Photography is more than merely recording our surroundings in a technical manner. There are moments when changes occur, and with photography, the beginning of an important transformation may be caught in a frame and preserved forever. Our photographers have opened up their archives to show you the most memorable moments of their work.
Jürgen Ritter, A German Photographer
“Everything got easier as a result of Evolving in digitalization but photography itself? Not much!”
Do you have an image, series or experience that you remember changed your work or your perception of being a photographer?
Yes, the question about influences, I can’t answer that directly. Looking at my library of illustrated books indicates many influences: I have a lot by Lord Snowdon, Thomas Hoepker, Lindbergh, Rakete and Hauswald are represented, the French classics anyway. I was friends with Horst Tappe, who explained that all you need for a portrait is a camera, a window, and no extra light. Many others.
How has your photography changed or evolved over your career?
The quantum leap was digital photography. When I remember how I travelled five times through the Soviet Union in the 1980s or through Cuba in 1986 with these dozens of cardboard boxes, in which there were plastic boxes with lids, in which there were metal capsules, in which there was a heat-sensitive Kodachrome/Ilford HP anyway, etc.
Today you have a chip the size of a fingernail that can hold thousands of HQ photos – a huge step forward. And then you stand in the middle of nowhere and send your photos with your phone or whatever. That’s great. Has my photography changed as a result? Not much. I hardly do any motor series. You used to have 36 shots on film. It had to be developed, contact sheets selected, and enlarged. That costs time and, above all, MONEY!
Do you have a stand out or different image from the 1980s that you took?
Yes, I particularly like three motifs, one of which has never been printed. Willy Brandt at the 125th anniversary of the SPD. Unfortunately, it never printed. Bernstein at the Waldbühne. Frank Zappa – last concert in Europe on 12.4.1988. Especially tragic: Zappa-PK in the morning at the Hotel Steigenberger. I’m standing next to my idol – and none of my colleagues took a photo.
Nicolo Vincenzo Malvestuto, An Italian Photojournalist
“Photojournalism Is a tool for me to tell and document stories, stories which matter, and show things that are or could be untold.”
Is there a photo or incident that changed your mind, life or career? If so, what exactly was it? And how did it matter to you?
Every picture from my archive is special and unique; whenever I look through my archive, I remember every detailed moment, emotion and thoughts. I was on a coverage near the occupational line that day. Whenever I visit families bordering the occupied territories, it is impossible to be there without visiting Valia Valishvili, which is represented in this picture, as far she lives on the occupied territory, isolated from the rest of the village.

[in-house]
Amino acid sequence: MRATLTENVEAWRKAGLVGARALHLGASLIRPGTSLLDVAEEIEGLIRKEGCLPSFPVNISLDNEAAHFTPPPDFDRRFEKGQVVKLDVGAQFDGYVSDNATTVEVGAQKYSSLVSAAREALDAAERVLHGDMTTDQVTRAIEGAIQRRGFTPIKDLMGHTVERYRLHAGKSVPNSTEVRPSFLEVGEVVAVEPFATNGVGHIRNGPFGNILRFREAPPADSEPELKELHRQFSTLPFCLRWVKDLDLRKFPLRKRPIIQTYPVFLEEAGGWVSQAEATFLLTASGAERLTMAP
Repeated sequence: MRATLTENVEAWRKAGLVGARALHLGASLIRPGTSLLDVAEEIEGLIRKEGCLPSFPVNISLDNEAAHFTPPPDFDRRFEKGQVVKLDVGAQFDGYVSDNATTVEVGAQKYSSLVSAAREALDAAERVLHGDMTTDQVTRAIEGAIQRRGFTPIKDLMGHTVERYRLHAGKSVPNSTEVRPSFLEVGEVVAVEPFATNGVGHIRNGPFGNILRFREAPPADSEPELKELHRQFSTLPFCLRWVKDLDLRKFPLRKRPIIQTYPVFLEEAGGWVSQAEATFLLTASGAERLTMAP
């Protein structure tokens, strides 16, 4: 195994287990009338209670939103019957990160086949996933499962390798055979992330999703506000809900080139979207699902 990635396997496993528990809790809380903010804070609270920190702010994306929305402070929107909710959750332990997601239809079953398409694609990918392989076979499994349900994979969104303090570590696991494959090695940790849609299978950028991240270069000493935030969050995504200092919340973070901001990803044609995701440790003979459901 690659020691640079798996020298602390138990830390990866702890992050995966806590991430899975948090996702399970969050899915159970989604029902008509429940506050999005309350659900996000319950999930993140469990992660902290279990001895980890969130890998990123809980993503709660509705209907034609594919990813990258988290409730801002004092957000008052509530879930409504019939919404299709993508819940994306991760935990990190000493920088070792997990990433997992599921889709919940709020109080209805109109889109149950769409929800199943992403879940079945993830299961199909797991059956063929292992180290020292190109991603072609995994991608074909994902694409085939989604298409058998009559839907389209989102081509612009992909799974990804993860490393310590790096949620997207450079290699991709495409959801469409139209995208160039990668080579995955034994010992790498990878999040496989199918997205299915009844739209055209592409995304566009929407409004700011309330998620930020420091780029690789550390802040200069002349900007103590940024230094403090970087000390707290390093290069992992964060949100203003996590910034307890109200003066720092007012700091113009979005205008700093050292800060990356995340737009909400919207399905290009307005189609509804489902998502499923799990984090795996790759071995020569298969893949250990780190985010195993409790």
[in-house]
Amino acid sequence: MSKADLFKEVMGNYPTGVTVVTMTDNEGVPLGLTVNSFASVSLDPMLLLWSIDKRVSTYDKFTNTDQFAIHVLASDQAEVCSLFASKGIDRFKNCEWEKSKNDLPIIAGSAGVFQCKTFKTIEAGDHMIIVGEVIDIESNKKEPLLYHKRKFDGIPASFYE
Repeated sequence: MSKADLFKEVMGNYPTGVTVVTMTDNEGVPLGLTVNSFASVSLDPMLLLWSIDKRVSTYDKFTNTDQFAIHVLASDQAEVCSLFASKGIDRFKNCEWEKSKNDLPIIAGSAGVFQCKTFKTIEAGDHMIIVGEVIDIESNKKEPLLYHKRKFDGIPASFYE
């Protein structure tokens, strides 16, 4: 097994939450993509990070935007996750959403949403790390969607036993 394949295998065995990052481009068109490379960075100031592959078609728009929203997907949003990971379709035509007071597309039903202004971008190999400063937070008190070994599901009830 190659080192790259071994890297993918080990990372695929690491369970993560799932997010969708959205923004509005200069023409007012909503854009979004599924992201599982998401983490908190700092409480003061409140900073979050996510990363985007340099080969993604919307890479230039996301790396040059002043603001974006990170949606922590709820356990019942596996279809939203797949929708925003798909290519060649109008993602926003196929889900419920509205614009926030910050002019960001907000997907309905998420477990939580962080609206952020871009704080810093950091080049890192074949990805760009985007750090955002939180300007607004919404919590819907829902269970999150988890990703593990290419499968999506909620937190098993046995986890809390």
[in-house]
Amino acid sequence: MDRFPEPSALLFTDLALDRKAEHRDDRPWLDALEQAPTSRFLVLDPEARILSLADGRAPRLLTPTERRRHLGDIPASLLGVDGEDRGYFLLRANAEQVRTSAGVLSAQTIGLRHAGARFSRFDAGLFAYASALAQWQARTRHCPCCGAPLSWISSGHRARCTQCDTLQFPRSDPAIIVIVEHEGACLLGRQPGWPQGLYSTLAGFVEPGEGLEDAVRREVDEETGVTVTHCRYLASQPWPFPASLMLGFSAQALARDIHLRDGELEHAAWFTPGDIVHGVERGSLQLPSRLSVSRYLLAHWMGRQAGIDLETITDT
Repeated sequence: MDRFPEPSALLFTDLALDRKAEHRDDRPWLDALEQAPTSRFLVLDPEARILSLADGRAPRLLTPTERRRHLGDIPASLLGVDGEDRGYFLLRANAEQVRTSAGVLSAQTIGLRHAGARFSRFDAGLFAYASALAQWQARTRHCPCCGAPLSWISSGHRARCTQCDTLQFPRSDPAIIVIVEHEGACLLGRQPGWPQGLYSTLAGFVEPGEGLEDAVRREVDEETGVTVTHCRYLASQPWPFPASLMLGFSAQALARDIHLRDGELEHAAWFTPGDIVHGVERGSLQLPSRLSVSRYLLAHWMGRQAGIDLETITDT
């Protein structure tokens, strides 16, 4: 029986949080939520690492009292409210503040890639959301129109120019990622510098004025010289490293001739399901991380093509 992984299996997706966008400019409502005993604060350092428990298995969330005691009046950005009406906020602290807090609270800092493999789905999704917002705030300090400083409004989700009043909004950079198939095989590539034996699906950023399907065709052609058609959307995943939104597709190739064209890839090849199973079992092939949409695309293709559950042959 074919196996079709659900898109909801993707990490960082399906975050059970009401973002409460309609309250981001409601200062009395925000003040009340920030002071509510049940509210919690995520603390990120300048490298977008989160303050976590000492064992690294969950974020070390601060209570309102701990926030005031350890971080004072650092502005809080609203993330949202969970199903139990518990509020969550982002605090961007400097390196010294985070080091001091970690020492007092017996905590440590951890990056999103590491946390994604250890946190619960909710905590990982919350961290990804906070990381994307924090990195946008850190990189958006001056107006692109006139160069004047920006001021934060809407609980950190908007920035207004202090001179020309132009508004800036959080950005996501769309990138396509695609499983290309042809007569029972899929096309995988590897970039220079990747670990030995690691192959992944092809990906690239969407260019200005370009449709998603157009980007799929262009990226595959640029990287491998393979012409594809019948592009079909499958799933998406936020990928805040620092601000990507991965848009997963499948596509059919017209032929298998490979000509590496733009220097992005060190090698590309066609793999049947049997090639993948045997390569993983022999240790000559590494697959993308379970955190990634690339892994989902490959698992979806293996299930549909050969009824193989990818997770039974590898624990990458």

Especially this picture is one of the most emotional images for me, looking at the elderly woman as the local police guard takes care of her, giving food and medicines through the barbwire fence.
Photojournalism Is a tool for me to tell and document stories, stories which matter, and show things that are or could be untold. Every work I did is a new skill, a new memory, every time thinking and answering why the issue matters or doesn’t, especially this image depicts all feelings associated with me as a photojournalist.
All I learned is that telling important and most life-changing stories can make a big and revolutionary impact on communities, shine a light on atrocities of the issues, and create a better understanding environment for people. Still, I feel that this picture must give power and some kind of imagination to me and others, seeing how it feels like still living in your country, in your homeland, which is occupied.
Vilen Gabrielyan, An Azerbaijani Photojournalist
“My goal is to tell stories that I like and that I enjoy covering, and if my work resonates with others, then that is just a bonus.”
Are there any interactions or relationships formed throughout your projects that have left an impact on you or the way you photograph?
As much as I hate to admit it, I think, as photographers, we tend to look for validation from our peers and want our work to be appreciated. I know I have definitely fallen into that trap. When I was shooting on Aunt Charlie’s and the punk rock in Asia series, I started to challenge this notion. I would see these punk bands and drag queens performing to a full room or a few people but their passion was evident regardless of the situation.
It was very refreshing to see these performers doing something they are dedicated to in a scene they created. I have been translating that sentiment into my work and my mindset. My goal is to tell stories that I like and that I enjoy covering, and if my work resonates with others, then that is just a bonus.
Nicolas Perez, A Colombian Photographer
Inspired by Other Photographers
Which artist or photographer has so far made the most impact on you and why?
I consider myself a shy person. When it comes to street photography, at times, I struggle when I want to get closer to people. Bruce Gilden, without a doubt, has been a photographer who has inspired me the most through these years. His unique style and the way he approaches his subjects and hits the streets have encouraged me to approach different perspectives within my work.